UHRW Response to Secretary of State – ‘There was an Alternative’

It is with some surprise that the Ulster Human Rights Watch heard the Secretary of State for Northern Ireland say ‘no-one has presented him with an alternative to the Government’s Legacy Bill.’

Since 2017 UHRW has committed to taking part in all public consultations on the UK Government’s proposals to deal with the legacy of the past.

UHRW Advocacy Manager, Axel Schmidt, stated: ‘On each occasion our organisation submitted proposals for an alternative. In 2018 UHRW opposed the Stormont House Agreement proposals and submitted detailed proposals for an alternative. These proposals were based on fundamental principles and a definition of victim of crime that were in compliance with Northern Ireland legislation and the European Convention on Human Rights.’

‘It is the sad reality that despite all the representations made, the UK Government has chosen not to take into account balanced proposals that were human rights compliant.’

‘Since September 2022, when dealing with the Northern Ireland Troubles (Legacy and Reconciliation) Bill, UHRW have submitted 13 proposed amendments and 2 recommendations in order to make the legislation human rights compliant. Some of these proposals may have influenced minor amendments that were introduced in the House of Lords. However, the Secretary of State has not upheld them in the House of Commons.

Axel Schmidt added: ‘It is therefore not accurate for the Secretary of State to say that no-one presented him with an alternative. There was an alternative, which was to support legislation that upheld human rights in a democratic society, while opposing terrorism and preventing the history of the Troubles from being re-written.’

‘It is regrettable, that the Secretary of State deliberately decided not to use the alternative and it is likely that the legality of the Legacy Bill, once given the Royal Assent, will need to be challenged in Court in the non-too-distant future.’

Administrator Recruitment – Closing Date 29 September 2023

Ulster Human Rights Watch wishes to recruit an experienced part-time Administrator to support its Advocacy Service for innocent victims of terrorism. Role will be based in Brownlow House, Lurgan.

Salary: £14,645.33 pa

Hours per week: 20

As a charitable company formed in 2002 and a major human rights organisation in Northern Ireland, Ulster Human Rights Watch seeks to promote human rights and the Judeo-Christian interpretation of such rights, advance education in human rights, and support the enforcement of the law. The UHRW Advocacy Service provides assistance to families who have unresolved historical cases from the Troubles and wish to obtain information or request further investigation.

The Administrator will be required to provide clerical, marketing and financial administrative support to the Ulster Human Rights Watch Advocacy Service. This will include monthly financial and non-financial monitoring returns, procurement, payments, and clerical oversight of the client database.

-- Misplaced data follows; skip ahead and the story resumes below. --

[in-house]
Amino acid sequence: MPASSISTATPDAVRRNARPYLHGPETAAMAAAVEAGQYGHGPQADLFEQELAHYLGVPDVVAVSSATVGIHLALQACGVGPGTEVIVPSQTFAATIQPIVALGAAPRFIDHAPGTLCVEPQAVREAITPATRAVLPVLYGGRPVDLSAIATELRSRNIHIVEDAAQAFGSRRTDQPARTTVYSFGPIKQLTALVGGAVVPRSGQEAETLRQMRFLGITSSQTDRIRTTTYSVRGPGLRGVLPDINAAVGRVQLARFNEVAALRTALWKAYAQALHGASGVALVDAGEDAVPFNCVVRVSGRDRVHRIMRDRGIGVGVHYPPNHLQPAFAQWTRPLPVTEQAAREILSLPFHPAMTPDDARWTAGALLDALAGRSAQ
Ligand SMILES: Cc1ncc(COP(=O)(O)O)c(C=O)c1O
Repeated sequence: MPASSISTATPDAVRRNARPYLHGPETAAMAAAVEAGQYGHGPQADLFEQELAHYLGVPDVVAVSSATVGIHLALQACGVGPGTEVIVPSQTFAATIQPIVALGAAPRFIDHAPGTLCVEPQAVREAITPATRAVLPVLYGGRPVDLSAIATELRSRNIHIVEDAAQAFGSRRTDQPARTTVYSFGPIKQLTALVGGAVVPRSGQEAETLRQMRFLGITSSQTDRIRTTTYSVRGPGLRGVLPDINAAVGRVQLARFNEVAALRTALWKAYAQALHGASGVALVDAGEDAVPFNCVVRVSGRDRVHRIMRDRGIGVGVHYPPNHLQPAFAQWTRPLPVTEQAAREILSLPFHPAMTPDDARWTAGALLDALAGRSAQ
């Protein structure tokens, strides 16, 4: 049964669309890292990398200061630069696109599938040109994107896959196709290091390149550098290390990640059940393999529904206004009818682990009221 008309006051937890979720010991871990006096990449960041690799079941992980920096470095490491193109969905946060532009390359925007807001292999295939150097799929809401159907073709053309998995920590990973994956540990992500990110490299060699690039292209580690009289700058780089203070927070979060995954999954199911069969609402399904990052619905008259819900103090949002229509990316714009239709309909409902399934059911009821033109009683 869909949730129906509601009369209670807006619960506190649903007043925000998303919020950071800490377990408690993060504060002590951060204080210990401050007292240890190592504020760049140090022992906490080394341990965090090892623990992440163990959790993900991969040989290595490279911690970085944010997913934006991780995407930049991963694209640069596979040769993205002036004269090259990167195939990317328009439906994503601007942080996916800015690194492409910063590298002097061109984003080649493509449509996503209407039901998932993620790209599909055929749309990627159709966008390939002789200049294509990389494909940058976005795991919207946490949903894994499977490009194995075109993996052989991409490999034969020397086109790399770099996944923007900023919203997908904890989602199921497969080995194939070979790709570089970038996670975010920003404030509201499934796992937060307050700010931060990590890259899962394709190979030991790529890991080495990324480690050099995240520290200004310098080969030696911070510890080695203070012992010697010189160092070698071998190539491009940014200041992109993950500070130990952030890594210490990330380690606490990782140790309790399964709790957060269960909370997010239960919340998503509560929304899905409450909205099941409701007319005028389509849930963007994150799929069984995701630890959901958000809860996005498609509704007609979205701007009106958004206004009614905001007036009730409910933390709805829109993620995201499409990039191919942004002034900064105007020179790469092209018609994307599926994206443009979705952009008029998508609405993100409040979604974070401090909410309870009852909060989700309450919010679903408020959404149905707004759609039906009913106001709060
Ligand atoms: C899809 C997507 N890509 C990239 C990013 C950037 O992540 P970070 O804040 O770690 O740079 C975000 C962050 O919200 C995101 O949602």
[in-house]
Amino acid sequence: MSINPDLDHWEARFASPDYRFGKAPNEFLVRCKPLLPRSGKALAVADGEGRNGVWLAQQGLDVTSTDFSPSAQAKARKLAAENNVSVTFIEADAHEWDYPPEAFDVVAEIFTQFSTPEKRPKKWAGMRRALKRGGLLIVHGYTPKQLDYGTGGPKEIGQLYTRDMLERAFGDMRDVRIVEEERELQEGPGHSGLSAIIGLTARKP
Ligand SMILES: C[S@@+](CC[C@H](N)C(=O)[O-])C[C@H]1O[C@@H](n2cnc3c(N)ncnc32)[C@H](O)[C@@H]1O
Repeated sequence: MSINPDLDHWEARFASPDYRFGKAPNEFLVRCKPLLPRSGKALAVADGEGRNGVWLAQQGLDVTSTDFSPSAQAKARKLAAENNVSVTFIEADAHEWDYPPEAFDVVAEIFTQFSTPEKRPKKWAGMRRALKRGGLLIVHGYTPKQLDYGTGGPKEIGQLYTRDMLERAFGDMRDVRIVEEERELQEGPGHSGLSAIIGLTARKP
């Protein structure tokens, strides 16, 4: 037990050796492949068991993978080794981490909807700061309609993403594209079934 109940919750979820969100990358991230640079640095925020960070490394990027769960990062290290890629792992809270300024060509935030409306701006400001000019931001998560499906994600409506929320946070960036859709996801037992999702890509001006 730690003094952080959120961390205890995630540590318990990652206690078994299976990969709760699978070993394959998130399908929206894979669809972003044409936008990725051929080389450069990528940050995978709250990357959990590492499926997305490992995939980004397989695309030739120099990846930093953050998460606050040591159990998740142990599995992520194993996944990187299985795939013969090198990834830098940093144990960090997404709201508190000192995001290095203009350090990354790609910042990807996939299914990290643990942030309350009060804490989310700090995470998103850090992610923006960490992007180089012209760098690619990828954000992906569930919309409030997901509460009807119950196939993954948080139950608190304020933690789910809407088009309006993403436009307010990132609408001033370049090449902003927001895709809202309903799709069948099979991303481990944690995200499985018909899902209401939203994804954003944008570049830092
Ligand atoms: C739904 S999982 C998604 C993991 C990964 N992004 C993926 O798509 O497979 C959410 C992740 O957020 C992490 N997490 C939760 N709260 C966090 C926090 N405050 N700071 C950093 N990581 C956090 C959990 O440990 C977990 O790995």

To apply please download the following:

Candidate Information Booklet

Application Form

Equality Monitoring Form

Closing date: Friday 29 September 2023

UK Government should consider taking Republic of Ireland to Court over legacy failings

Ulster Human Rights Watch (UHRW) is urging the UK Government to consider taking the Government in Dublin to Court over its ‘outrageous failings’ on legacy.

Earlier in the month, the Republic of Ireland Government warned that it could take a case against the UK in the European Court of Human Rights because of the Northern Ireland Troubles (Legacy and Reconciliation) Bill.

The Lurgan-based human rights body says it is hypocritical of the Irish Government to adopt such a threatening stance when it itself refuses to legislate on the vexed issue of the past.

UHRW Advocacy Manager, Axel Schmidt, said: “We don’t like what is being pushed through Westminster, but the threat from the Irish Government rings hollow.

“The Irish Government seems to want it all their own way, yet they shy away from shining a light on what the Republic of Ireland did and didn’t do during the ‘Troubles’. One has to ask why the reluctance? Why are they opposed to dealing with the legacy of the past and what are they so determined to hide?

“Their hands are far from clean when you consider the number of barbaric attacks that were planned and launched from the safe haven across the border. For decades the terrorists walked freely and even today, there are people living there who were never made amenable for their crimes. A case in point is the self-confessed gunrunner and former priest, Father Patrick Ryan.

“What we see here is a hypocritical stance being adopted by Dublin, one that is unbalanced and disingenuous. Irrespective of whether the Republic of Ireland carries out its threat of taking the UK Government to the European Court of Human Rights, the UK Government should give urgent consideration to launching legal proceedings of its own against Dublin over its outrageous failings to allow terrorist murderers and bombers to escape justice and carry out vile acts in Northern Ireland against innocent victims.

“Dublin needs to be given a strong message that it appeared to have been complicit in what was done in the name of Irish republicanism.”

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